Warning lights on your car’s dashboard are essential to understand and look out for. They’re meant to notify drivers when attention to an issue is needed. While some warnings can be extremely serious, others are subtle and call for a simple fix.
Some widely known warning lights include the check engine light, seatbelt, low fuel, tire pressure, and washers. However, many drivers don’t know what check fuel fill inlet means on their Fords. In this post, we’ll review what the fuel fill inlet is, possible causes for the “check fuel inlet” warning sign, and how to fix it.
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Fuel fill inlets are the openings where fuel is poured into your Ford’s gas tank. For example, when you’re filling up at a gas station, this is where you’ll put the nozzle of your gas pump and fill your tank with gasoline. It comprises the gas cap cover and an inlet pipe that enters the car’s gas tank.
Check fuel fill inlet means either a low or empty gas tank or poor gas flow from the fuel pump to the gas tank. When this happens, the check engine light will flash on your car’s dashboard, indicating an issue with your car’s fuel system. The check fuel fill inlet warning sign has been a cause for concern for multiple Ford cars including Mustangs, Fusions, F150s, Explorers and others.
Here are some of the culprits of the check fuel fill inlet.
A loose fuel cap or missing cap is the most common culprit of a fuel inlet warning light. The fuel cap is an essential component of the evaporative emissions (EVAP) system, and for good reason.
If you overtighten the fuel intake cap, you risk damaging the rubber seals, allowing gasses from the tank to escape through the fuel cap. This will also cause the instrument cluster to check the fuel tank fill inlet error message.
Dirt is also a primary culprit in checking fuel inlet lights, especially in vehicles with capless seals. Smudge build-up and debris can get caught between the spring-loaded lid and the walls, causing an EVAP leak.
With newer models, this issue was addressed by adding a flap at the beginning of the inlet, but as the fuel door, it is also prone to losing tension and allowing debris to enter. Fixing this problem is as simple as cleaning the seal and getting a replacement when damage is detected on the fuel cap or tank inlet.
Generally, there are two ways in which you can detect gas cap issues; not tightening and fuel smells.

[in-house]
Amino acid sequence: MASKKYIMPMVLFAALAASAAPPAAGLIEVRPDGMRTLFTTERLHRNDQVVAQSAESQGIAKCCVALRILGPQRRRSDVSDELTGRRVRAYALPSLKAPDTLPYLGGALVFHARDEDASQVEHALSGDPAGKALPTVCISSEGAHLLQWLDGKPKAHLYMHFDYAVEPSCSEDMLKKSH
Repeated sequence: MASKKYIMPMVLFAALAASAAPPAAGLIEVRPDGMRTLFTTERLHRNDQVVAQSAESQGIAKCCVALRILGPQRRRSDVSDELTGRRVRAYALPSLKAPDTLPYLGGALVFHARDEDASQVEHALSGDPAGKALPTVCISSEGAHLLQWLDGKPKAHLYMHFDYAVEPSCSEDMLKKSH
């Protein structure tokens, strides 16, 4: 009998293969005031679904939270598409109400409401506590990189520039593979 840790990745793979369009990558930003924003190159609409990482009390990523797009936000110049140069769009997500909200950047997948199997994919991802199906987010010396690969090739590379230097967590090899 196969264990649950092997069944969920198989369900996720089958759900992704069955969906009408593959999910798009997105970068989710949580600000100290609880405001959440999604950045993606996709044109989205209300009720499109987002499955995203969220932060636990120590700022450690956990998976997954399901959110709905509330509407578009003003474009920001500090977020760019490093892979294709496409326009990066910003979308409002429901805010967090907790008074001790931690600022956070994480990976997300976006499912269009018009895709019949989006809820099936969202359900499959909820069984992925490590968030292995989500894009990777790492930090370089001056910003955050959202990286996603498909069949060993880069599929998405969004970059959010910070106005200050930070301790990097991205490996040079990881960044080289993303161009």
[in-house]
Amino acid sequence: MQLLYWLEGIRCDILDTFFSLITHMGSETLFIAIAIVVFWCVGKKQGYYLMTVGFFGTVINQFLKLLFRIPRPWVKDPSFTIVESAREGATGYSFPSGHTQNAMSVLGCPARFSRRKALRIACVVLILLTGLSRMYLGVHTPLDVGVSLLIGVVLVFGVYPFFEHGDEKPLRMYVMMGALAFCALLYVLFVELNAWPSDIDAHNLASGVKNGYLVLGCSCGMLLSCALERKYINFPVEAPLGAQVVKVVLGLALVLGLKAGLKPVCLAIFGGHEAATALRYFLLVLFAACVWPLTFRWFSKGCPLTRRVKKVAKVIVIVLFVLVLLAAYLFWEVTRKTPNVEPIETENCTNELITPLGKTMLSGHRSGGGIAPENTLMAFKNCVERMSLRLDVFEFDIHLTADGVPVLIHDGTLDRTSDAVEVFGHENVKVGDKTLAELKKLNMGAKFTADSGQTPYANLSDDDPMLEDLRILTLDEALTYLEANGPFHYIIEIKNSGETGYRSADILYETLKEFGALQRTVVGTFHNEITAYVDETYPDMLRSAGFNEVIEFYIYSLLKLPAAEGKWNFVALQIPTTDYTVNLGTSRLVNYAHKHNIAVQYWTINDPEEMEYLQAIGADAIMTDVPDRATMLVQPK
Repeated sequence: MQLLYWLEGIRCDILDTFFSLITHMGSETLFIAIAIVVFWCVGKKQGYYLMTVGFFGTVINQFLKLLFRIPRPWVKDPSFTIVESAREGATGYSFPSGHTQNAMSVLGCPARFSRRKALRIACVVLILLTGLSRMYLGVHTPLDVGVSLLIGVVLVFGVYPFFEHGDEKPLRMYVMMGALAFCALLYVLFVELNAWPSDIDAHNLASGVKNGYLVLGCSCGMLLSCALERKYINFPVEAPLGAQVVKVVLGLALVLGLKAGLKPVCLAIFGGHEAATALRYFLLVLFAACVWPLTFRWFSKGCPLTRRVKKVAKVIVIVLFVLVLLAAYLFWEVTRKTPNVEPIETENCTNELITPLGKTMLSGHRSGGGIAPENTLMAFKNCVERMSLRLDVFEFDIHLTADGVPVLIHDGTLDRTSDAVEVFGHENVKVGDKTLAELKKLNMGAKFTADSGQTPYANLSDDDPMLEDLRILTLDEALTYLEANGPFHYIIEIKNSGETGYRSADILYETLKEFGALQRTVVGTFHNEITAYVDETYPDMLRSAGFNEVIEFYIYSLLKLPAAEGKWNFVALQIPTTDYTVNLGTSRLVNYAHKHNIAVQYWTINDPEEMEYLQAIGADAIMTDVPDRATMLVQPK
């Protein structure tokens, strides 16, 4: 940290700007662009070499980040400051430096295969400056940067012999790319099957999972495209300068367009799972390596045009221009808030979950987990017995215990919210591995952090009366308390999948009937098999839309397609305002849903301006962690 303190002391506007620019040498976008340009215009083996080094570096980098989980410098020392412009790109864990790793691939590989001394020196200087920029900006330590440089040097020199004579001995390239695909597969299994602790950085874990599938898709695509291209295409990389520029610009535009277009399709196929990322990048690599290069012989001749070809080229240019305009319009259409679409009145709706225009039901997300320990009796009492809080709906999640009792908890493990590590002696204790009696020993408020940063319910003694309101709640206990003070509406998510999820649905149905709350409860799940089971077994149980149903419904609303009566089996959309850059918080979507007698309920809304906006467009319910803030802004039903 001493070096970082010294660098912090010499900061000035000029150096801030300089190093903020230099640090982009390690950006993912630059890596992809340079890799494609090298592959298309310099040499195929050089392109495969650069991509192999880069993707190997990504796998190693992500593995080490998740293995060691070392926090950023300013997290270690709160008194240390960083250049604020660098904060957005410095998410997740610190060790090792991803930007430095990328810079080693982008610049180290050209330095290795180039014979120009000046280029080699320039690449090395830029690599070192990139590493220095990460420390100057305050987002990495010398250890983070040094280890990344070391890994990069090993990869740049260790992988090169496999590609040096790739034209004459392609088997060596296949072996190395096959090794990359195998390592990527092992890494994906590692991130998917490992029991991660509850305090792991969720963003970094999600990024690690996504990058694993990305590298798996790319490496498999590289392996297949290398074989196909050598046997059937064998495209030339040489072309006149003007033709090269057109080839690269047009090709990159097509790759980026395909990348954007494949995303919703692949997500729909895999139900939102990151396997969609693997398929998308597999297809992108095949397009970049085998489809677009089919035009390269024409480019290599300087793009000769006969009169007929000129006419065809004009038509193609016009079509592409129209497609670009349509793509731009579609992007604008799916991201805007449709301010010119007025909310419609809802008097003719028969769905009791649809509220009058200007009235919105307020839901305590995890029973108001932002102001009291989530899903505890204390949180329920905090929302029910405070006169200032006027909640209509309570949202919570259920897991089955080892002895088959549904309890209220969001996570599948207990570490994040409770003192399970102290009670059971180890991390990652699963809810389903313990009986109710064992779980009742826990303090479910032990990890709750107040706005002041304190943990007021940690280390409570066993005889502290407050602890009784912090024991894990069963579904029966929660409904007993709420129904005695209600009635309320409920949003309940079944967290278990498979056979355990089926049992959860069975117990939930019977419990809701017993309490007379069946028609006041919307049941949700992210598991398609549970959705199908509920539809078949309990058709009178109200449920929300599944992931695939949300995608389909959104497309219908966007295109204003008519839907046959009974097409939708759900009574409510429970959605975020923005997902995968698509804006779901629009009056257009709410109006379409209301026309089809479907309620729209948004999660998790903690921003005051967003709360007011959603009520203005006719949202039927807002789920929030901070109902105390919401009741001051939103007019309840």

A built-in mechanism makes a click when the fuel caps are adequately tightened on the fuel fill inlets. If it does not click when tightened, it is likely worn or damaged. In this case, a replacement is preferable.
When the fuel fill inlet cap has compromised sealing, fuel vapors will escape into the surrounding area. The vapors release a stronger petroleum odor as you approach the gas door. In other cases, the smells may be because of a missing fuel cap. In this case, however, you will know when the dashboard fuel filler cap light illuminates.
For the fuel pump and engine to receive enough fuel, a constant pressure inside the fuel tank is required. If there is a vacuum pressure leak in your car’s fuel system from the fuel cap, piping, or tank, the check fuel fill inlet light on your dashboard will illuminate.
The fuel door mechanism is spring-tensioned to keep it flush with the body of the car. However, tension can decrease with time, and the fuel door can begin to sit loosely.
This would not be an issue with a standard system, but there are vehicles with Ford’s Easy Fuel capless fuel filler system, which relies on the tight seal to keep the vapors contained. When the fuel door doesn’t shut tight, the car’s sensor will report an EVAP leak or the check fuel inlet error code.
A leaking or faulty component in the EVAP system can cause the check fuel fill inlet on your car’s dashboard. If this is the case, the check engine light will appear on the dashboard alongside the fuel filler error warning light.
A minor issue, such as an improperly covered fuel tank, could be the culprit. However, a more severe problem, such as damaged or broken evaporative emission control system components like the pressure sensor, could also be to blame.
The FTP sensor, as the name implies, measures the gas pressure in the fuel system. It is a vital component of the evaporative emission control system (EVAP). This allows you to determine if a fuel system leak came about by evaporation.
This can result in engine stalling, poor acceleration, poor gas mileage, and difficult starting. The solution to this problem is to get a certified mechanic to diagnose and fix the problem.
Here’s a quick guide to inspecting your car’s fuel fill inlet.
Start by ensuring that the fuel fill inlet is sealed properly. Park your car and turn off the engine. Open the fuel door using the provided button or latch. The fuel fill inlet on your vehicle is on the right or left side, towards the back. Examine the area around the fuel fill inlet for any signs of leakage.